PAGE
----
Central Division Conference Call w/ Adrian Aucoin
DAVID KEON: Good morning, everyone. I'm David Keon of the National Hockey League's public relations department. I'd like to welcome you to the fifth of the six divisional conference calls we are hosting this week as we prepare for the opening of training camps next week and also for the opening of the 2005/2006 National Hockey League regular season on October 5th.
This morning we are featuring the Central Division and are pleased to have with us from the Columbus Blue Jackets forward Rick Nash, from the Detroit Red Wings forward Kris Draper, from the Nashville Predators forward Paul Kariya, from the St. Louis Blues goalkeeper Patrick Lalime. We should have Chicago Blackhawks defenseman Adrian Aucoin joining us shortly.
Operator, we'll open it up for questions.
Q. Kris, could you talk about the culture change players are going to have to get used to regarding the new rules. We're told simply putting a stick on an opponent is going to be called a penalty. Are you ready for that?
I think for defensemen, they're going to have the biggest time adjusting. Obviously, there's so much play down low, just on this phone call alone you've got great players like Rick Nash, Paul Kariya. You give those guys a lot of room and a lot of space and it's going to be tough to defend against those guys. I think training camp is going to be a real learning experience this year, and I don't even think we'll have it all down pat by the time of the home openers on October 5th. But guys are committed to opening up the game, making it a lot more entertaining and letting guys go out and use their talents and do what they do. We have such great athletes in this sport, let them skate, let them do what they do and the excitement should come back real fast.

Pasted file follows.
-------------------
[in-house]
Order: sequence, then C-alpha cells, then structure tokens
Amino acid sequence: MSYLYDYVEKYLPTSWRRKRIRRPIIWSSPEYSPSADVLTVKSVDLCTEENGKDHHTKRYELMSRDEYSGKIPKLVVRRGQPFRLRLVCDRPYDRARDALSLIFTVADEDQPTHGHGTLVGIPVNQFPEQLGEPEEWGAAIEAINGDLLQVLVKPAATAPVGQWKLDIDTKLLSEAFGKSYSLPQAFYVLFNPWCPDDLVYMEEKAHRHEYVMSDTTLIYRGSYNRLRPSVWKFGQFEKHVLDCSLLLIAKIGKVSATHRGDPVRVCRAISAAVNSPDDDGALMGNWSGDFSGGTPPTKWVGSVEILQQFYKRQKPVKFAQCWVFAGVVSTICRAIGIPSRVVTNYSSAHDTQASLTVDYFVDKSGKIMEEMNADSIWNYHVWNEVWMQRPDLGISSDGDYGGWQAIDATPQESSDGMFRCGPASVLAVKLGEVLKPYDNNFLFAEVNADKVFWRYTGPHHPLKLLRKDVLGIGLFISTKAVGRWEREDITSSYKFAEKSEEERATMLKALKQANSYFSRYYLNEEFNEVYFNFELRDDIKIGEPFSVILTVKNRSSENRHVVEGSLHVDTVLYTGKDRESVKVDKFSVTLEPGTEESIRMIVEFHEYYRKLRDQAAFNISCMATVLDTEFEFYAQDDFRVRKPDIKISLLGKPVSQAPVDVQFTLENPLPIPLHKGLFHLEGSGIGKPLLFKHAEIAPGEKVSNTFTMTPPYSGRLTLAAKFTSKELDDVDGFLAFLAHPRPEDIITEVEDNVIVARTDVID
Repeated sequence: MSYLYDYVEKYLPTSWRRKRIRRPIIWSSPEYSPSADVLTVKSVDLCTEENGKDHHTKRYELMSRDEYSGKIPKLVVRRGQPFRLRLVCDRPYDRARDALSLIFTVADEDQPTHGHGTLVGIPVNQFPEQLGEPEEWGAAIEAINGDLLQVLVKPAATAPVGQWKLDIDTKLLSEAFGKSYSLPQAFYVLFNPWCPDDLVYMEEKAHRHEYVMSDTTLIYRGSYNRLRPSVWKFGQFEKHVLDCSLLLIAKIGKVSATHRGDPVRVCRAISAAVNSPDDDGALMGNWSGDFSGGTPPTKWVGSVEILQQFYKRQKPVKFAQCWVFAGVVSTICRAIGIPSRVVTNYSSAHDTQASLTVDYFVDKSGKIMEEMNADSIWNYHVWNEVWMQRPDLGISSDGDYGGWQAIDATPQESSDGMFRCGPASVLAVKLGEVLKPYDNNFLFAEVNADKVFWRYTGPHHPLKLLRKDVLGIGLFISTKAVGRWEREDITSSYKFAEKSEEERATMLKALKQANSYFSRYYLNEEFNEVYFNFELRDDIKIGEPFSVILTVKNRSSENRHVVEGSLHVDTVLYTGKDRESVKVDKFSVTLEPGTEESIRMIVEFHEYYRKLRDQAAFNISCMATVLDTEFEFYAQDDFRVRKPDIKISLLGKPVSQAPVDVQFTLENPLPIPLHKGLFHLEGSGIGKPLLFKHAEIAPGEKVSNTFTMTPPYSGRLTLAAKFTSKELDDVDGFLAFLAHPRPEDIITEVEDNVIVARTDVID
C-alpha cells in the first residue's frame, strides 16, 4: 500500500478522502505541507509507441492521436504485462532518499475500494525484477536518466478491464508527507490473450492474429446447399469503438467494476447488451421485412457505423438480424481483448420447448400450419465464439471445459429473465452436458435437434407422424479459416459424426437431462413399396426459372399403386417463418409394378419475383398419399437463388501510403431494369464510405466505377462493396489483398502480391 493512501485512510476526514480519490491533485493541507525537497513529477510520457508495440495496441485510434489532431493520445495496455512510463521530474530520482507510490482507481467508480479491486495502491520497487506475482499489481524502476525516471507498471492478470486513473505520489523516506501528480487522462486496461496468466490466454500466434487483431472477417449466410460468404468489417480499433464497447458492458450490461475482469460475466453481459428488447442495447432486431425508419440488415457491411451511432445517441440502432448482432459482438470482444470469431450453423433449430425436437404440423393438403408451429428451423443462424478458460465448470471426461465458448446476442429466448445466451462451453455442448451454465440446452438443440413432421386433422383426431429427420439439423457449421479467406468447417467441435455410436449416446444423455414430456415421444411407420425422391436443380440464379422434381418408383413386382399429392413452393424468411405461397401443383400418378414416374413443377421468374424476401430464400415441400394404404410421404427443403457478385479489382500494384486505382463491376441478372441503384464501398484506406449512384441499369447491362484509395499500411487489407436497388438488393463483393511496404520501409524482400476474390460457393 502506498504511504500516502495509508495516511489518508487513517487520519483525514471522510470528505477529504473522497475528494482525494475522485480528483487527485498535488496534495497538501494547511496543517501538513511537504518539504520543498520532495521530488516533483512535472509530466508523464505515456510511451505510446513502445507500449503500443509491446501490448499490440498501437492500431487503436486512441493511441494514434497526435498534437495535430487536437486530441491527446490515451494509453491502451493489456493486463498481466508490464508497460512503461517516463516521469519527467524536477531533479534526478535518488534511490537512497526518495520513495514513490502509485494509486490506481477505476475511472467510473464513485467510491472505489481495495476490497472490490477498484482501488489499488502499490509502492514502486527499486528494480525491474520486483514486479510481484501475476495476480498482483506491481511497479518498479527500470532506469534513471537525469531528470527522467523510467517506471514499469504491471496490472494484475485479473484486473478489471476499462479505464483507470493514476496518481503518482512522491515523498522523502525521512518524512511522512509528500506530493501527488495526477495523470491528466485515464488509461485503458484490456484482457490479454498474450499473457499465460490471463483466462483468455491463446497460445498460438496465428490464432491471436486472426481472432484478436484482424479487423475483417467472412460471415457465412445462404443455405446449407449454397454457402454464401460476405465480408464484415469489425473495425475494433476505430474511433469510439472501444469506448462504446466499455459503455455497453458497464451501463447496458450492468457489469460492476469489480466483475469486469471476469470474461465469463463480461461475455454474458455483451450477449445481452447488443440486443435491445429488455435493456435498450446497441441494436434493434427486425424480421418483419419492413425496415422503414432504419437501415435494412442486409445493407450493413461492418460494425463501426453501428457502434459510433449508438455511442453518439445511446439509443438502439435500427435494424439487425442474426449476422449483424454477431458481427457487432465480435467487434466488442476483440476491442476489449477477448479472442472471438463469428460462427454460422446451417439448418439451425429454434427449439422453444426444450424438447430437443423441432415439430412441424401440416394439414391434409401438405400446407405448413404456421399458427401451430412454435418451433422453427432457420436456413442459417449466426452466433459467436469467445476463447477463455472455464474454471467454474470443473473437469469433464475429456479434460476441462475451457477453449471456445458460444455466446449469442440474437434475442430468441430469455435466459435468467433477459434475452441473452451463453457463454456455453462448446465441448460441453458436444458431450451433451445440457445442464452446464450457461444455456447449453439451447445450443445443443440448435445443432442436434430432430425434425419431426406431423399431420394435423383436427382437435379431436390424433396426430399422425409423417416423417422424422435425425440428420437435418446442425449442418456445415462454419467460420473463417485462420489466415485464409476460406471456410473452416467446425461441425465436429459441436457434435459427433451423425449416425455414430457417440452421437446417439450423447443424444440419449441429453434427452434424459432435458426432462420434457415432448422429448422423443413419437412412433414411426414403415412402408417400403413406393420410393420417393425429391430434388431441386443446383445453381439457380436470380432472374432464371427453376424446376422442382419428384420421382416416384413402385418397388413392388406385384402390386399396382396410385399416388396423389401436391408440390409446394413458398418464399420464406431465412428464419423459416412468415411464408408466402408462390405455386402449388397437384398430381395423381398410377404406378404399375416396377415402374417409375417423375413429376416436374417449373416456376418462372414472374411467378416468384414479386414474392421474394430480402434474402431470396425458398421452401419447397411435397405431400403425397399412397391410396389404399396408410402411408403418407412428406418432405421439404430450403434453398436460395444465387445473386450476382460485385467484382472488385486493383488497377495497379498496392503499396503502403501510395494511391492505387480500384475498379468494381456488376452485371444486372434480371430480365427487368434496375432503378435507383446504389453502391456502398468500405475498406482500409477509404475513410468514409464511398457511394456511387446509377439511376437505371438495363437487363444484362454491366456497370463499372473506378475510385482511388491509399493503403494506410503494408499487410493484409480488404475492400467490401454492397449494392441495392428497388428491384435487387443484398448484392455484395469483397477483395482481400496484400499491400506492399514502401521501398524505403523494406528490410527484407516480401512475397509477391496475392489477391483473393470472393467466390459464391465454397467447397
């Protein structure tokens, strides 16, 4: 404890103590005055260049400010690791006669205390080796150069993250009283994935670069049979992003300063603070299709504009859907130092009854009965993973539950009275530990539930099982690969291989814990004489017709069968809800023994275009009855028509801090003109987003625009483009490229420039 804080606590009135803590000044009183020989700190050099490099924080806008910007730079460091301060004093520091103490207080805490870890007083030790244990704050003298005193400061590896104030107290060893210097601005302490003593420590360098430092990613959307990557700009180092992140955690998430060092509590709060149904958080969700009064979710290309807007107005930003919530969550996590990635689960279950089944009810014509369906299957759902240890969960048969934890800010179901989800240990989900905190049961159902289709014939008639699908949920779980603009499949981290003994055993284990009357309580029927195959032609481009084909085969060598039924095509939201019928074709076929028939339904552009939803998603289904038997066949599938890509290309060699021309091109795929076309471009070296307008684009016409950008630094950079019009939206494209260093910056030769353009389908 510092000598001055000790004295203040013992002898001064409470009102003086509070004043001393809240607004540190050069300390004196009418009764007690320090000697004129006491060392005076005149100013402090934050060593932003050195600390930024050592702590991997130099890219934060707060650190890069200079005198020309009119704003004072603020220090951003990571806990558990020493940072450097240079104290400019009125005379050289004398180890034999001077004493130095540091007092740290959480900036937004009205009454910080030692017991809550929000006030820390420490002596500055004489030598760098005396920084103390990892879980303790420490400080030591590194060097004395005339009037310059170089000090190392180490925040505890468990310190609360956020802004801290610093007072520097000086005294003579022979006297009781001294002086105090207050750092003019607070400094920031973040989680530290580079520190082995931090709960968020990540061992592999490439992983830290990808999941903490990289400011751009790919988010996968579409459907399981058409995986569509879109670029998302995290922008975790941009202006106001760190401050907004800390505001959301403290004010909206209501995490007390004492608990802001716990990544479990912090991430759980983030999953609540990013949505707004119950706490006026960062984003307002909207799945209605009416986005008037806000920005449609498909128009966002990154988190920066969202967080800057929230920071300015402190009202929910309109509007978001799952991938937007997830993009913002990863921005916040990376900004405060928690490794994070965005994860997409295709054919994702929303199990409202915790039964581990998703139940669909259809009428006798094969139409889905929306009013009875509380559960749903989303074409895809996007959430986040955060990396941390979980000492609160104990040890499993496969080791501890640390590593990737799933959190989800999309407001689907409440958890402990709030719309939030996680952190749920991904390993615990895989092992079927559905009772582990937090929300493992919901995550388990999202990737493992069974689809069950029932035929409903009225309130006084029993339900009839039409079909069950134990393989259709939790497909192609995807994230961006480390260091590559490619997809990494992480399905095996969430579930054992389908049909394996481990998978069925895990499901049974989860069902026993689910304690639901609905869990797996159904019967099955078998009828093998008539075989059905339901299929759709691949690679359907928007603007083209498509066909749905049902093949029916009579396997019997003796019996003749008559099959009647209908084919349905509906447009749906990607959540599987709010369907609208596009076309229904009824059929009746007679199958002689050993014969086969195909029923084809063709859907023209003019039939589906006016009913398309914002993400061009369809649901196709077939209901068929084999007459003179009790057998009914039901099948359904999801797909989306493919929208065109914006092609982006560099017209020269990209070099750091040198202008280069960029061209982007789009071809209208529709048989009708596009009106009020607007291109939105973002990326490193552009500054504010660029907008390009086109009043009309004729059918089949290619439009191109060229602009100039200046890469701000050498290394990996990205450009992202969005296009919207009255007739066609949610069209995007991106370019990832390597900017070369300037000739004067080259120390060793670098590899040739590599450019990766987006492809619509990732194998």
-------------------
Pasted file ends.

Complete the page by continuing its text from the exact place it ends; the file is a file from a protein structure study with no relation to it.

Q. Paul, obviously the Predators haven't been real active in the free agent market over the last couple years. I'm curious, could you walk us through the thought process you had of choosing Nashville's offer and how many offers were out there for you and how did you end up with the Predators?
I guess I think Nashville has one of the best up-and-coming teams in the league and they've got great goaltending, defensemen that can move the puck and forwards that can skate. With the new rule changes, it fits really well for our club. I'm really excited to be here. In terms of other offers or other clubs involved, I have been just basically saying that's for you to dig up, but we're not going to talk about who was involved or what the other offers were.
Q. Kris, especially in light of Pavel Datsyuk's apparent decision to stay in Russia, could you talk about how the Red Wings have been affected by the new CBA and by the salary cap and how much the team has changed as a result of that?